About the book:
The wilderness. Maybe you know it well.
The Israelites sure did. After all, they spent forty years wandering the desert. Victories were scarce. Progress was slow. They were free from Pharaoh but not free from fear. Saved but stuck.
Sounds a lot like midlife misery. Caught in a rut. Stalled out. Running on empty. Are you mired in the same?
You can name the day you became a Christian and escaped Egypt. But you can’t remember the last time you defeated a temptation or experienced an answered prayer. You’re fighting the same battles you fought the day you came to Christ. You’re out of Egypt, but Egypt’s not out of you.
Isn’t the Christian life supposed to be better than this?
Jesus offers abundant joy. Yet you live with oppressive grief. The epistles speak of grace. You shoulder guilt. You are more than a conqueror yet are commonly conquered by temptation or weaknesses.
But there’s good news. With God’s help you can close the gap between the person you are and the person you want to be. Like Joshua and the Israelites, you can move from a wilderness existence into a promised inheritance.
This is God’s vision for your life. You, at full throttle. You, as you were intended. You, as victor over the Jerichos and giants. You, minus the stumbles, hurts, and hate.
You and your Promised Land life.
New York Times bestselling author Max Lucado invites readers to leave the wilderness and discover a life defined by grace, refined by challenge, and aligned with a heavenly call. By studying the life of Joshua and the biblical book that bears his name, Lucado reveals God’s promises for every step and reminds readers that God still fights for them.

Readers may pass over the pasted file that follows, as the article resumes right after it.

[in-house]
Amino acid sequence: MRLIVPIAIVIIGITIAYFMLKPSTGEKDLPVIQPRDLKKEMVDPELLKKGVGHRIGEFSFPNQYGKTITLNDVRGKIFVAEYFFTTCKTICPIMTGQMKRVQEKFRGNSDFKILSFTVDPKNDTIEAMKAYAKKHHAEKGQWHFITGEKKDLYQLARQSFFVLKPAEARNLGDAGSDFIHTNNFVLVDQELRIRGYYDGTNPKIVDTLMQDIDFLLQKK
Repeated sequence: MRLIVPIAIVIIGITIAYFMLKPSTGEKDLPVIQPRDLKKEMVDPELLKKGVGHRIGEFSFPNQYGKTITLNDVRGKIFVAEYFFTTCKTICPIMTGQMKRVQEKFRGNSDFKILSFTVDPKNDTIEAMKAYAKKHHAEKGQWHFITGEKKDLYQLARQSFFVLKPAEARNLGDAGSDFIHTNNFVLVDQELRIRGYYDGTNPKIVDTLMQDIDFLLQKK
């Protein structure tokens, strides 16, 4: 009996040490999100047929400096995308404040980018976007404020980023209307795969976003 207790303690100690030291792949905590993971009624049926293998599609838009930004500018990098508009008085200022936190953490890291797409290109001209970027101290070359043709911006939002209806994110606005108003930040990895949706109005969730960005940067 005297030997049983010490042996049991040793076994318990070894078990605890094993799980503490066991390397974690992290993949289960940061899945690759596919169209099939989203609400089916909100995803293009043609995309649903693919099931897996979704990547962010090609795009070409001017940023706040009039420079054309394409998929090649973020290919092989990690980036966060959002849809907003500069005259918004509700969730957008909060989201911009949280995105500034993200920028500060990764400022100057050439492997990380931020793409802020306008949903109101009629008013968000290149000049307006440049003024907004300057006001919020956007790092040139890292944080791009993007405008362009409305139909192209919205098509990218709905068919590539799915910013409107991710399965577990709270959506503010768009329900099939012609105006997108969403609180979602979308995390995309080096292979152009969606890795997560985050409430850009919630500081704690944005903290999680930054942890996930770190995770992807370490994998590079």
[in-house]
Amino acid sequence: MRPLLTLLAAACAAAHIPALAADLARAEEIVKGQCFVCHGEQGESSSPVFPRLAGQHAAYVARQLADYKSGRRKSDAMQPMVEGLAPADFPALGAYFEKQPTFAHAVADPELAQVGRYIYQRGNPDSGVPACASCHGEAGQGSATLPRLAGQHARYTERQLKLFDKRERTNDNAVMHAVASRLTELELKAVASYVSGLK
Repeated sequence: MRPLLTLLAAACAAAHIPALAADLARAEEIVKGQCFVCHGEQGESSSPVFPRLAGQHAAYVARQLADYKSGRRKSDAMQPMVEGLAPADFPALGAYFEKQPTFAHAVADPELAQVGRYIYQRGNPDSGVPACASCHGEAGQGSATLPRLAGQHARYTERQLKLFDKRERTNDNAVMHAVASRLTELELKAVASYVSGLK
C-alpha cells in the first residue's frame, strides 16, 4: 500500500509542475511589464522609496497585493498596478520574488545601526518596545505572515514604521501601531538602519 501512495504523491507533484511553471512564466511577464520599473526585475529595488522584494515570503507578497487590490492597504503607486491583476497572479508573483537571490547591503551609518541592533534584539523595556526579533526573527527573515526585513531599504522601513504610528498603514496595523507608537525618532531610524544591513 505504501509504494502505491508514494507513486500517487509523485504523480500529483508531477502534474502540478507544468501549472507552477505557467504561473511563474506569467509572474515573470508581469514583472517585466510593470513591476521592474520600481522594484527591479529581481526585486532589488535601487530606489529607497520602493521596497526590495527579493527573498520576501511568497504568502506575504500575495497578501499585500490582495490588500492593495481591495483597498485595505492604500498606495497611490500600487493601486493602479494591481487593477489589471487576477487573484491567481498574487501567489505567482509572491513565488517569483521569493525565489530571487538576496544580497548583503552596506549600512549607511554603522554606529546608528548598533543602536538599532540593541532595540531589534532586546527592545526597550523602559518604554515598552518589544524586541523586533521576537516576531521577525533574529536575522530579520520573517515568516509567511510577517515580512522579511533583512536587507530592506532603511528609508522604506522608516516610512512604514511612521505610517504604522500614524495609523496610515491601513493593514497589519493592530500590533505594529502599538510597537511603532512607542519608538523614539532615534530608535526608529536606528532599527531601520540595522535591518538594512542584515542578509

About the Author:
More than 120 million readers have been inspired by the words of Max Lucado. He lives with his wife, Denalyn, and their mischievous mutt, Andy, in San Antonio, Texas, where he serves the people of Oak Hills Church.
I have read many of Max Lucado's previous books. I was interested in his new one called Glory Days. It goes through the study of the book of Joshua, and I found this book to be encouraging. It gave me a new perspective on the book of Joshua, and I want to go back and read this book of the Bible again with the thoughts from Lucado's book in mind. There are great personal examples he uses with each chapter as you find in his other books, and his writing is very easy for reader to relate to what he is saying. Also as is typical for many of his books, there is a study guide at the end with questions for each chapter. I recommend this book to you and hope you benefit from it as I have.
Disclosure of Material Connection: I received this book free from the publisher through the BookLook Bloggers